Tag Archives: change

3 Reasons Why Learning Is Essential To Leadership

learning is the key to leadership

If you’ve read books or attended conferences about leadership, the topic of learning must’ve taken up a large chunk of the discussion, right? It always does.

Leadership and learning are indispensable to each other,” as John F. Kennedy said.

But if I asked you why learning is essential to leadership, would you be able to give me a clear answer?

Not easy, is it?

Here’s my answer in three points:

Leaders must be learners, because leadership is about

  1. changing oneself
  2. changing others
  3. changing the world

So is leadership all about change?

Yes it is.

Real leadership is transformational, and that means it’s in the business of growing people and changing things for the better.

  1. Leadership is about changing yourself

The premise behind this first principle is that leadership is not about personality, but behavior. So becoming a leader means improving your behavior, and your two sources of learning here are your past and other people.

You learn from your past by developing a high degree of self-awareness, by spotting your mistakes and by adjusting your behavior accordingly. Seeing mistakes as opportunities is crucial.

You learn from others by observing, listening and asking for advice. Good leaders look and listen more than they speak. How can you inspire people if you don’t understand their needs and motivation?

  1. Leadership is about changing others

As the American businessman H. Firestone said, “the growth and development of people is the highest calling of leadership.

So good leaders inspire people to learn and go beyond their comfort zone. The best way to achieve that is to teach by example and become a role model. Ultimately, your goal as a leader is to produce more leaders.

  1. Leadership is about changing the world

“Innovation distinguishes between a leader and a follower,” as Steve Jobs famously said. So if you don’t have a vision to make things better, you’re not a leader.

But before challenging the status quo and transforming your organization, you first need to be an effective learner. You must become “the change you want to see in the world.”

All in all, great leaders have no choice but to be peak learners, and peak learners are well positioned to become great leaders.

Leadership is not an outcome, but a process, and that’s why learning is an integral part of it.

2 Fundamental Reasons Why People Don’t Like Change

fear of change

I grew up in a traditional environment that had a strong bias against change. For example, the main social changes of the last 50 years were rejected, technological change was often deemed suspicious, and the good old days were definitely preferred to the depressing modern times.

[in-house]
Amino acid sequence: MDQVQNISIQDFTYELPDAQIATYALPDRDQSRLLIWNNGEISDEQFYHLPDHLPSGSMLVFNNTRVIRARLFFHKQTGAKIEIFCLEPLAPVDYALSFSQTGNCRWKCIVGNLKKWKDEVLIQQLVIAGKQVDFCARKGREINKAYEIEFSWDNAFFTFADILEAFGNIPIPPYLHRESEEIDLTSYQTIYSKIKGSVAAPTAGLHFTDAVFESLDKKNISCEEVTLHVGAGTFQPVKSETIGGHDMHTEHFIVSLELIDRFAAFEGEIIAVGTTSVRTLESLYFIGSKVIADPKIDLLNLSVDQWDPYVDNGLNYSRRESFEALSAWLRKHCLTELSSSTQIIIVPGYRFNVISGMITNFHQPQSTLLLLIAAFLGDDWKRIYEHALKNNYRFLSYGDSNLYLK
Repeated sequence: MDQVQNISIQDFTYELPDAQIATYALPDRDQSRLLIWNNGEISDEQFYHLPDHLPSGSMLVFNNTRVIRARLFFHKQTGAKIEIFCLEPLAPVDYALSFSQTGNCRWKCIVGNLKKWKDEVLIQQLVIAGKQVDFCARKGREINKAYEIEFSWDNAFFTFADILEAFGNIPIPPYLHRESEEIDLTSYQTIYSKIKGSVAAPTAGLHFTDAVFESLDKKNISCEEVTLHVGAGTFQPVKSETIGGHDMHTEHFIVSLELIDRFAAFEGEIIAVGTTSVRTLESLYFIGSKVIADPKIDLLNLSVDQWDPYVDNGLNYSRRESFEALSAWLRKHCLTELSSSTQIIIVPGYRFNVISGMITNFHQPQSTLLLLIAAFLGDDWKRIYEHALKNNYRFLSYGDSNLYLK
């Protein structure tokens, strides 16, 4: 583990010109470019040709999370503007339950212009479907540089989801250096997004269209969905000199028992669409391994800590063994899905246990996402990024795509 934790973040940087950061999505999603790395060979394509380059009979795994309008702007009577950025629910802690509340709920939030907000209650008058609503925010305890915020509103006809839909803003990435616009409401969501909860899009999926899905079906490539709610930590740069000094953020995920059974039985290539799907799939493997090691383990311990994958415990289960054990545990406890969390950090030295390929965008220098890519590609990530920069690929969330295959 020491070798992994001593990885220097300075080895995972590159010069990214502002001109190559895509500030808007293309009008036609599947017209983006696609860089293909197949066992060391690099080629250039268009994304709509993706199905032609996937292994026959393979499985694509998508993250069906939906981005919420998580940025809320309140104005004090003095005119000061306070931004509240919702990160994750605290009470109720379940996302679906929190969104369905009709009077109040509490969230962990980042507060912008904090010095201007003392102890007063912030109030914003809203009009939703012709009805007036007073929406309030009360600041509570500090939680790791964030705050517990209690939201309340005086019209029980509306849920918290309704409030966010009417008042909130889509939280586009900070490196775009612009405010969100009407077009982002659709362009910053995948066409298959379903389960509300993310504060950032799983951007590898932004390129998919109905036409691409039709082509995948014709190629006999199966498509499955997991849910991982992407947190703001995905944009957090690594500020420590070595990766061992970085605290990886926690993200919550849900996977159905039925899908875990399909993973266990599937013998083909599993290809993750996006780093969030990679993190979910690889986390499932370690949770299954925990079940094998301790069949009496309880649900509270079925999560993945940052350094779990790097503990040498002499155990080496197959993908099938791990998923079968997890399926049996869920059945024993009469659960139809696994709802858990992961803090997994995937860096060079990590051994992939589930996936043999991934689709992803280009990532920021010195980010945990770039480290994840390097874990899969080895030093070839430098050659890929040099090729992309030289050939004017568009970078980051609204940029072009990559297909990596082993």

But since then, I’ve noticed that this bias in favor of the status quo is strong everywhere. Granted, our world is changing faster than ever, but truth be told, only a handful of change agents are responsible for that.

People resist change for political, sociological and psychological reasons. Today I’ll dwell on the latter and show that resistance to change runs really deep.

Here are the two culprits responsible for this situation:

  1. Fear: Humans are hardwired to initially dislike unfamiliar stimuli
  2. Laziness: Humans use System 1 (an automatic mode of thinking) by default

First, people unconsciously prefer things for no other reason than their being familiar with those. This phenomenon is called the mere-exposure effect and has been studied extensively.

Of course, for our ancestors, this made sense. As the psychologist Gary Marcus says, what great-great-great-grandma knew and didn’t kill her was probably a safer bet than what she didn’t know. Similarly, those who stuck to the well known tended to outlast those ventured too far into uncharted territories.

Fear of the unknown and attachment to the familiar might once have helped us adapt, but now we’re stuck with this unconscious bias. This explains why incumbents are typically favored in an election, and why people often accept and even defend systems that truly threaten their self-interest (slavery, communism, apartheid, etc.).

Second, people instinctively rely on a cognitive process, System 1 (see my post on the topic), that discourages change.

Yes, we’re lazy and often prefer using heuristics (mental shortcuts) rather than deliberate thinking. For example, instead of analyzing the costs and benefits of a change, we’ll apply this simple rule: “If it’s in place, it must be working.”

This reliance on System 1 explains why we’re creatures of habit, and why it’s so hard to break away from routines and comfort zones. It’s true that habits increase efficiency, but they also impede improvement and innovation.

You can always change for the better; so be on the look out for those improvement opportunities. More than anybody else, peak learners must avoid inertia and embrace change.